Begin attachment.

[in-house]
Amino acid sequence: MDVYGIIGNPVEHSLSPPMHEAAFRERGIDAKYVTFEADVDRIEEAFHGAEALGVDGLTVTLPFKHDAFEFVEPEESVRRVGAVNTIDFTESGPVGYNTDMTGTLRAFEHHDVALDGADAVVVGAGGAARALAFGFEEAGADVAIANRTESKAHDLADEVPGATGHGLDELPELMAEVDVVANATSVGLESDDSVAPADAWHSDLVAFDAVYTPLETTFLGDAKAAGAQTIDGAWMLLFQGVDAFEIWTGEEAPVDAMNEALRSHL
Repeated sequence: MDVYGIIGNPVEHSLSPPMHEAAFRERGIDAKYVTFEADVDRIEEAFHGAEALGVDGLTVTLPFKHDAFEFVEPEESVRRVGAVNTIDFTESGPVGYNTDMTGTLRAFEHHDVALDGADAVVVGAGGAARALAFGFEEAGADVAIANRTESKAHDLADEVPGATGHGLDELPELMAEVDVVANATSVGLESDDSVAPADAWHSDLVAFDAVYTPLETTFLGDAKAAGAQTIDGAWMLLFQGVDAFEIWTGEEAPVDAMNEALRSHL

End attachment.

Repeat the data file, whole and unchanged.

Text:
[in-house]
Amino acid sequence: MDVYGIIGNPVEHSLSPPMHEAAFRERGIDAKYVTFEADVDRIEEAFHGAEALGVDGLTVTLPFKHDAFEFVEPEESVRRVGAVNTIDFTESGPVGYNTDMTGTLRAFEHHDVALDGADAVVVGAGGAARALAFGFEEAGADVAIANRTESKAHDLADEVPGATGHGLDELPELMAEVDVVANATSVGLESDDSVAPADAWHSDLVAFDAVYTPLETTFLGDAKAAGAQTIDGAWMLLFQGVDAFEIWTGEEAPVDAMNEALRSHL
Repeated sequence: MDVYGIIGNPVEHSLSPPMHEAAFRERGIDAKYVTFEADVDRIEEAFHGAEALGVDGLTVTLPFKHDAFEFVEPEESVRRVGAVNTIDFTESGPVGYNTDMTGTLRAFEHHDVALDGADAVVVGAGGAARALAFGFEEAGADVAIANRTESKAHDLADEVPGATGHGLDELPELMAEVDVVANATSVGLESDDSVAPADAWHSDLVAFDAVYTPLETTFLGDAKAAGAQTIDGAWMLLFQGVDAFEIWTGEEAPVDAMNEALRSHL